top of page

Anxiety Disorders

Regular anxiety, fear, or panic can be the main symptom of several health conditions including:

Generalised anxiety disorder (GAD)

This is characterised by excessive, persistent worry and anxiety about various aspects of life, even when there is little or no reason to worry. People with GAD often find it difficult to control their anxiety and may experience physical symptoms such as restlessness, fatigue, muscle tension, difficulty concentrating, irritability, and sleep disturbances. GAD can significantly impact daily functioning and quality of life. Treatment for GAD may include therapy such as cognitive behavioural therapy (CBT), medication, or a combination of both.

Panic disorder

Recurrent, unexpected panic attacks characterise this. Panic attacks are sudden episodes of intense fear or discomfort that reach a peak within minutes. During a panic attack, individuals may experience symptoms such as heart palpitations, sweating, trembling, shortness of breath, chest pain, nausea, and a feeling of being out of control. People with panic disorder often worry about having more panic attacks and may change their behaviour to avoid situations that could trigger an attack. Treatment for panic disorder may involve therapy such as CBT, medication, or a combination of both.

Phobias

An intense and persistent fear of a specific object, situation, or activity characterises this. People with phobias experience overwhelming fear that can interfere with their daily life. Phobias can be of different types, such as social phobia (social anxiety disorder), specific phobia (e.g. fear of flying, fear of spiders, etc.), or agoraphobia (fear of open spaces or situations where escape may be difficult). Treatment for phobias may include CBT, gradual exposure to the source of fear, and in some cases, medication.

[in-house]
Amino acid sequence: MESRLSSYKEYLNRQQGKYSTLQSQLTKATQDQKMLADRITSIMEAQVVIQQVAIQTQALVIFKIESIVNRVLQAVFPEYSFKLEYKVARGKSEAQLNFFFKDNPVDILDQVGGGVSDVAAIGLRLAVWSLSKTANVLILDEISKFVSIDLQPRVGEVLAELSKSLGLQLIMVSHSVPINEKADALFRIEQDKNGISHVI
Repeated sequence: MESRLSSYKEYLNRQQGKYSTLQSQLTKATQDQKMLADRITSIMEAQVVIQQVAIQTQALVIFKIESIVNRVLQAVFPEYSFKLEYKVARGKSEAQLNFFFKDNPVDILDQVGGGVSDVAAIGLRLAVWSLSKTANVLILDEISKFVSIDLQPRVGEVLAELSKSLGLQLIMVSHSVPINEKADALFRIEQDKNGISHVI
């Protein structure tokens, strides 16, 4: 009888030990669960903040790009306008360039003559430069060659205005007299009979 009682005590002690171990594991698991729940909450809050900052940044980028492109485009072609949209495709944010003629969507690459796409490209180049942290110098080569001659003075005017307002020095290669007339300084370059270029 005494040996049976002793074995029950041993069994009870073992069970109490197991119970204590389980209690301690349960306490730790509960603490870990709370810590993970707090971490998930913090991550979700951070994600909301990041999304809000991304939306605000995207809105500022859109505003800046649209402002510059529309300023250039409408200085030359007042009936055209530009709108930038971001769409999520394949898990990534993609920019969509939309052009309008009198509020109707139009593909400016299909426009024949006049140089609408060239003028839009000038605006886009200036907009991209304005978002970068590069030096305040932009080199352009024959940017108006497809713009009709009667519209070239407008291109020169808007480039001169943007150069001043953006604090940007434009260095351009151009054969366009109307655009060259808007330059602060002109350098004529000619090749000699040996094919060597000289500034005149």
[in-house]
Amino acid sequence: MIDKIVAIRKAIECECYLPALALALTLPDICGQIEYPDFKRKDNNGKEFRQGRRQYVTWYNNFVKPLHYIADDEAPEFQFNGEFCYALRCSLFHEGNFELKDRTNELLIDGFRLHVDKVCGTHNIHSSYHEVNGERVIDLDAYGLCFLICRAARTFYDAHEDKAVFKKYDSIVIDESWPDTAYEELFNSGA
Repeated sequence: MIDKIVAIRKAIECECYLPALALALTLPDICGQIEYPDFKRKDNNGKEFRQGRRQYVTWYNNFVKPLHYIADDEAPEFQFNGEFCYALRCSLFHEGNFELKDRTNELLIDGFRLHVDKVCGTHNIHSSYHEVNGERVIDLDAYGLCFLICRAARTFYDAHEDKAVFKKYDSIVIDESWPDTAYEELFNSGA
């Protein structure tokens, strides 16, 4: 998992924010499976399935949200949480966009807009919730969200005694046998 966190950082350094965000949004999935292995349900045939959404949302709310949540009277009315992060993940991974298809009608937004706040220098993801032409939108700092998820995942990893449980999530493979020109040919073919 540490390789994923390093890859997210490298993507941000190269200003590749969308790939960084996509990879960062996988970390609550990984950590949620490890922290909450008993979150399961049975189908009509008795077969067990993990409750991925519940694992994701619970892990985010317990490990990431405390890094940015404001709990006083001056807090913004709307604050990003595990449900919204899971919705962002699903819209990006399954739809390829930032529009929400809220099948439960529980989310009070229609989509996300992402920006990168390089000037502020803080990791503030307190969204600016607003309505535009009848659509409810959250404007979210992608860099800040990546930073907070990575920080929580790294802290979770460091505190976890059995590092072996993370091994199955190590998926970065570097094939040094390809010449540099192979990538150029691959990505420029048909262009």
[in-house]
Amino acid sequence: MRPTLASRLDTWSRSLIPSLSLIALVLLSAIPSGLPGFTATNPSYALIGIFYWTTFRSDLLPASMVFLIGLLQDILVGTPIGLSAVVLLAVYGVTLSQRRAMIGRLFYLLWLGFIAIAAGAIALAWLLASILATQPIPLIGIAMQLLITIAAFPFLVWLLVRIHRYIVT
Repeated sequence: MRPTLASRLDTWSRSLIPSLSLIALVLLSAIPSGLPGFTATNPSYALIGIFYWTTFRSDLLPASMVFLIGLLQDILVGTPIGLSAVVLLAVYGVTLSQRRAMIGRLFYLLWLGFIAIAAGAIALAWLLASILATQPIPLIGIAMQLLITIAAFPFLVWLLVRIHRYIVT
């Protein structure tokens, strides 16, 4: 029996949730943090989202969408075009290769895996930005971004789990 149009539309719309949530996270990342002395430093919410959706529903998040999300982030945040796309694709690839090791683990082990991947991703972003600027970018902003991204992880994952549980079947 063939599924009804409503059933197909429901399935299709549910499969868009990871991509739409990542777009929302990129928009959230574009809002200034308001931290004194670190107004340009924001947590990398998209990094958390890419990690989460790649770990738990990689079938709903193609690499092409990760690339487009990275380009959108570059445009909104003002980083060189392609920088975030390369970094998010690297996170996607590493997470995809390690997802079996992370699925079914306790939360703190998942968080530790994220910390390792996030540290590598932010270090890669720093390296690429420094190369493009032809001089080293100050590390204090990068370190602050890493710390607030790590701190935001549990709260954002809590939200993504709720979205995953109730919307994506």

Post-traumatic stress disorder (PTSD)

This can develop after a person has been exposed to a traumatic event. People with PTSD may experience intrusive memories of the traumatic event, nightmares, avoidance of related situations, mood changes, sleep difficulties, and intense physical reactions when confronted with reminders of the trauma. Treatment for PTSD typically includes therapy and, in some cases, medication to help the person manage symptoms and recover from the trauma.

Obsessive-compulsive disorder (OCD)

This is characterised by a pattern of unwanted thoughts and fears, known as obsessions, which lead to repetitive behaviours, referred to as compulsions. People with OCD find themselves driven to carry out these compulsive acts in an attempt to ease their stress or to prevent bad things from happening. Despite this, the compulsions generally provide only temporary relief from anxiety and do not bring pleasure.  OCD is often a chronic condition, but effective treatments are available to manage symptoms. These include pharmacological treatment through medications, particularly selective serotonin reuptake inhibitor (SSRI) antidepressants, and psychotherapeutic approaches like CBT, specifically exposure and response prevention (ERP).

Hypochondriacal disorder (Health anxiety disorder or Illness anxiety disorder)

This is a condition where a person's preoccupation with their health reaches such a level that it hinders their day-to-day functioning. Understanding the symptoms and accessing appropriate treatment, such as CBT and potentially medication, can significantly aid those living with this condition.

Contact our team for Private Psychiatrist assessment, diagnosis, psychotherapy and anxiety treatment.

bottom of page